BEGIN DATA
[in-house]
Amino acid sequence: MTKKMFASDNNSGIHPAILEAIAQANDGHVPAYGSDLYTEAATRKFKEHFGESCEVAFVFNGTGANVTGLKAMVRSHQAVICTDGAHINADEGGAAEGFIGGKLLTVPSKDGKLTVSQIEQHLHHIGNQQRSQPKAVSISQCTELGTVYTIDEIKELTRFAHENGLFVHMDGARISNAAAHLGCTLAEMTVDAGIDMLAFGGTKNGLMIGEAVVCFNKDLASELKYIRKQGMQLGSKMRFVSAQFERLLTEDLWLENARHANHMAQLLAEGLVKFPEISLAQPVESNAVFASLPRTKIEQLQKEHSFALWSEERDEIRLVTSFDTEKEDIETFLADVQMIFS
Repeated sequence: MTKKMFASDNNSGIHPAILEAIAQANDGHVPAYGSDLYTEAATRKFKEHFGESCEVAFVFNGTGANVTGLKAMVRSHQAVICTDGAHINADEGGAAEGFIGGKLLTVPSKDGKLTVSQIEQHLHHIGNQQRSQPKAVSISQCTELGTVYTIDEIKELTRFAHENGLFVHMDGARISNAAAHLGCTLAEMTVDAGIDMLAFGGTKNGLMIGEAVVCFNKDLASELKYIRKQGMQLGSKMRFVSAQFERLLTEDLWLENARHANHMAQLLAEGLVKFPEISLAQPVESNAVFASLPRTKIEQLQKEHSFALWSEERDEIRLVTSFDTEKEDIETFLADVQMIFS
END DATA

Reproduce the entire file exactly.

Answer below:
[in-house]
Amino acid sequence: MTKKMFASDNNSGIHPAILEAIAQANDGHVPAYGSDLYTEAATRKFKEHFGESCEVAFVFNGTGANVTGLKAMVRSHQAVICTDGAHINADEGGAAEGFIGGKLLTVPSKDGKLTVSQIEQHLHHIGNQQRSQPKAVSISQCTELGTVYTIDEIKELTRFAHENGLFVHMDGARISNAAAHLGCTLAEMTVDAGIDMLAFGGTKNGLMIGEAVVCFNKDLASELKYIRKQGMQLGSKMRFVSAQFERLLTEDLWLENARHANHMAQLLAEGLVKFPEISLAQPVESNAVFASLPRTKIEQLQKEHSFALWSEERDEIRLVTSFDTEKEDIETFLADVQMIFS
Repeated sequence: MTKKMFASDNNSGIHPAILEAIAQANDGHVPAYGSDLYTEAATRKFKEHFGESCEVAFVFNGTGANVTGLKAMVRSHQAVICTDGAHINADEGGAAEGFIGGKLLTVPSKDGKLTVSQIEQHLHHIGNQQRSQPKAVSISQCTELGTVYTIDEIKELTRFAHENGLFVHMDGARISNAAAHLGCTLAEMTVDAGIDMLAFGGTKNGLMIGEAVVCFNKDLASELKYIRKQGMQLGSKMRFVSAQFERLLTEDLWLENARHANHMAQLLAEGLVKFPEISLAQPVESNAVFASLPRTKIEQLQKEHSFALWSEERDEIRLVTSFDTEKEDIETFLADVQMIFS